LONDON – European markets fell back on Friday, following their US and Asian counterparts, as global stocks start the fourth quarter on the right foot.
The pan-european Stoxx 600 It fell 0.9% in early trading, and banks lost 1.9% to lead losses as nearly all sectors and major exchanges slid into negative territory. Public services were a green sector, rising 0.7%. The European blue chip index ended September 3.4% lower, ending a seven-month winning streak.
Stocks in Asia-Pacific also suffered during Friday’s trade, with Japan’s Nikkei 225 falling more than 2.5% to lead losses. The mainland China and Hong Kong markets were closed for public holidays.
In the United States, US futures were targeting initial losses on Wall Street in early pre-trade trading after the S&P 500 suffered its worst month since March 2020.
Global markets have been rocked by fears of persistent high inflation, slowing growth and rising rates.
All eyes will be on the inflation figures to be released later in the day.
The preliminary estimate of inflation for the Eurozone is due at 10am London time. Meanwhile, in the US, the price index for core personal consumption expenditures, the Federal Reserve’s preferred policy metric, is expected to rise 0.2% in August and 3.5% annual.
Euro zone finance ministers will meet on Monday to discuss the economic consequences of rising energy prices, amid concerns that they could affect the bloc’s recovery and disproportionately affect the poorest.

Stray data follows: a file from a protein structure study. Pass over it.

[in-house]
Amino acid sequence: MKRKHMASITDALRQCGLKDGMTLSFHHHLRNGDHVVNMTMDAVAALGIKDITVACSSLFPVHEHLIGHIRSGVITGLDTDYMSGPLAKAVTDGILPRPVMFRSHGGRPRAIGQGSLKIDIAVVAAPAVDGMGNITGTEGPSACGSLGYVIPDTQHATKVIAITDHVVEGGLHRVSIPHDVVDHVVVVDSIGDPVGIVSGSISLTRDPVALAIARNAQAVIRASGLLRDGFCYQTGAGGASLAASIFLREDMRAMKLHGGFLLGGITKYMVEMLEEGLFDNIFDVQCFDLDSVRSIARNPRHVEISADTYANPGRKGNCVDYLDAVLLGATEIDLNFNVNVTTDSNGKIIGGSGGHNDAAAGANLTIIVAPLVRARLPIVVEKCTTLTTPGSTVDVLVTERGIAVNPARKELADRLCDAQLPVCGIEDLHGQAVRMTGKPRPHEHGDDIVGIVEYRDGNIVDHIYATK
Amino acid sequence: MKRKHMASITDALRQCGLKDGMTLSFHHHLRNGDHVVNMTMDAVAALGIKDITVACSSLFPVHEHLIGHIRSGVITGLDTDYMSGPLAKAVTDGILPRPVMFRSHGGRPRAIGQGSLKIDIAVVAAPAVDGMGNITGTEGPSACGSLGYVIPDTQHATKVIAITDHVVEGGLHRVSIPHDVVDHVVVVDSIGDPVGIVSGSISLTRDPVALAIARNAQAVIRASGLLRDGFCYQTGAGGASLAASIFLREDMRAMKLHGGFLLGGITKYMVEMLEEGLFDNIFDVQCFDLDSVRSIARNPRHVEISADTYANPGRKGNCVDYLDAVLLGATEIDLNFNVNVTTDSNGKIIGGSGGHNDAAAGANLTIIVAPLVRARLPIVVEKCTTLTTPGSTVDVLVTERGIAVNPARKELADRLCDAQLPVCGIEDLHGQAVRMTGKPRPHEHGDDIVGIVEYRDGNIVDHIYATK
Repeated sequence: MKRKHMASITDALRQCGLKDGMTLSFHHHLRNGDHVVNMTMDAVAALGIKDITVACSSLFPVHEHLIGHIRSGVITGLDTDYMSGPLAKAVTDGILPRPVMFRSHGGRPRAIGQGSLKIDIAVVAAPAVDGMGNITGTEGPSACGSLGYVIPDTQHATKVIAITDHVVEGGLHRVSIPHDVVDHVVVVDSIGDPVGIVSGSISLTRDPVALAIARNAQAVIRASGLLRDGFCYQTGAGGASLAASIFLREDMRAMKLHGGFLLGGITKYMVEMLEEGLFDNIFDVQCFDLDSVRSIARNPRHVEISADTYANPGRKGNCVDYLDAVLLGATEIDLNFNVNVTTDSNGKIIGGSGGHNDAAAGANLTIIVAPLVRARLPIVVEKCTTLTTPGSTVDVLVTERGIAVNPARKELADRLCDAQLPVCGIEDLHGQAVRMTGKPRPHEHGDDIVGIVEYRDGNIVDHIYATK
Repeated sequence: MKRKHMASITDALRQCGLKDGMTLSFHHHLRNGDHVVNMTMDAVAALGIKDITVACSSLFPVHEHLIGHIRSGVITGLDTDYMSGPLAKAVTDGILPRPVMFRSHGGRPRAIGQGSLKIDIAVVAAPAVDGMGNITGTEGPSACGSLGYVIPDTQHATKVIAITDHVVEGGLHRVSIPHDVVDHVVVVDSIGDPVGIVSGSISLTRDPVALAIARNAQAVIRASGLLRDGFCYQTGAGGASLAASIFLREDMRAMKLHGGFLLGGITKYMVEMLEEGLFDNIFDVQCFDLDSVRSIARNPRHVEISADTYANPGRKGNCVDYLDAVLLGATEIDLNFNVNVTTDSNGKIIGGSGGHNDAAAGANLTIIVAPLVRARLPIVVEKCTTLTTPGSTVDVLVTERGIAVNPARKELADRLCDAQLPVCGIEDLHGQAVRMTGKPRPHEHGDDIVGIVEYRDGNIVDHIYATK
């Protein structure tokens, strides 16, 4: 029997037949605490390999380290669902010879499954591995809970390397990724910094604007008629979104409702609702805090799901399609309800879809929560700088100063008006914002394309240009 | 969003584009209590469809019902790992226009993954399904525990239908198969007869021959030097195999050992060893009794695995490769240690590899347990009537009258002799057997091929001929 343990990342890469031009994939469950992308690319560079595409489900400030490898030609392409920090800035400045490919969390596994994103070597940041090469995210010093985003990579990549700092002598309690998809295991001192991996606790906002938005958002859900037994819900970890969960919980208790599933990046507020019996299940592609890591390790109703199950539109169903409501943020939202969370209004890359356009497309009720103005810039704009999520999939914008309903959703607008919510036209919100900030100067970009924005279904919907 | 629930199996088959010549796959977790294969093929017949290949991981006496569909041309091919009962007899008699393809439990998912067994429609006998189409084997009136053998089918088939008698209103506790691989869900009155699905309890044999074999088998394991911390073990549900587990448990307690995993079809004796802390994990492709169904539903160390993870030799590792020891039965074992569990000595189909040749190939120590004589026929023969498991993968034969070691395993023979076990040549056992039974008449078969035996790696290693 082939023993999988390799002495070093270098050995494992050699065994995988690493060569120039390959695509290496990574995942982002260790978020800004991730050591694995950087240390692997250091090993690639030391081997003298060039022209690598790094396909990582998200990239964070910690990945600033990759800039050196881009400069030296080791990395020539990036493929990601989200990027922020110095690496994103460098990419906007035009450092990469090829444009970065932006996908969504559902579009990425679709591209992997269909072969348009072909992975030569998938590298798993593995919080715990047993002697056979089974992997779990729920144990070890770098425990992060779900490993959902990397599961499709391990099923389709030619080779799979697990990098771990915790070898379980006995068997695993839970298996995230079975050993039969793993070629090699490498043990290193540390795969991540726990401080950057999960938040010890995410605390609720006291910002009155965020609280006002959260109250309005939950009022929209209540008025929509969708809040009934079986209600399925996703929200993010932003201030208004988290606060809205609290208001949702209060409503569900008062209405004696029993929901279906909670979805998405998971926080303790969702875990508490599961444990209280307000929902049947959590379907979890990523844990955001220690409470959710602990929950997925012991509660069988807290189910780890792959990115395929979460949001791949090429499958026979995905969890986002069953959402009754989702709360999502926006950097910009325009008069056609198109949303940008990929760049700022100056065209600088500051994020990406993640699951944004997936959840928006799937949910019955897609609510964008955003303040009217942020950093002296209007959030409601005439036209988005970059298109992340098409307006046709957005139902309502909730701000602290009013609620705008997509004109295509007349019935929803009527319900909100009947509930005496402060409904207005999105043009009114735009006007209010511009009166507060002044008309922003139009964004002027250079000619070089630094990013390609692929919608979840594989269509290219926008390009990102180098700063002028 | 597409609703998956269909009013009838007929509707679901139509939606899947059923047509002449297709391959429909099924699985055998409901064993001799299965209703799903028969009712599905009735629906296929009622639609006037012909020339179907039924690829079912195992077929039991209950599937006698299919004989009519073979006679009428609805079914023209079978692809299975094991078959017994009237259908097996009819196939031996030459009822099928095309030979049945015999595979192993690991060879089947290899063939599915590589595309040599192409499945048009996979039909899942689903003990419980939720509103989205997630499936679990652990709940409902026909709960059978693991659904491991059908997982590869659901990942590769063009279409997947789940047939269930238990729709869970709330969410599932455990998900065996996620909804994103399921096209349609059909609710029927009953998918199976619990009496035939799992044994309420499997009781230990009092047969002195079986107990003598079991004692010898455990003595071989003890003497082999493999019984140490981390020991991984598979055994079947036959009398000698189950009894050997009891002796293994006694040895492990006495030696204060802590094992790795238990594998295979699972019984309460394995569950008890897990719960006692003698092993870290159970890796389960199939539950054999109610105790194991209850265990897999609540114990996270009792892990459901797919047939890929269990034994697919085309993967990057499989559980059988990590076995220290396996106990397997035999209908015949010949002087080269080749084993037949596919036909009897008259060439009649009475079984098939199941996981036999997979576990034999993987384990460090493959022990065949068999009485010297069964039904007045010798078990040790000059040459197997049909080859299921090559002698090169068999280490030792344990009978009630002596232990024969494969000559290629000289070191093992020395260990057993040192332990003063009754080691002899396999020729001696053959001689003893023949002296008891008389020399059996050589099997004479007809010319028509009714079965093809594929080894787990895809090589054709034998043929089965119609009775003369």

In Germany, the conservative bloc CDU-CSU is set to hold coalition talks with the liberal Free Democrats (FDP) on Sunday, Reuters reported Thursday citing CDU-CSU sources. The conservative bloc narrowly lost to the center-left Social Democratic Party (SDP) in federal elections last weekend, but both sides are seeking alliances with other parties in hopes of forming a coalition government.
On the data front, German retail sales rose 1.1% month-on-month in August, official figures revealed on Friday, slightly below the Reuters consensus forecast of 1.5%.
In corporate news, BMW it raised its annual profit forecast in an ad hoc statement Thursday to between 9.5% and 10.5%, from 7% to 9%. The German automaker said the higher prices outweighed the effects of the global semiconductor shortage and other supply chain problems.
In terms of individual stock price movement, the British sportswear retailer JD Sports It fell 4.4% to the bottom of the Stoxx 600 after the UK competition regulator launched an investigation into the company and Leicester City Football Club.
At the top of the index, French utility EDF It rose 3.7% after French Prime Minister Jean Castex said Thursday that the February electricity price increase would be capped at 4%.
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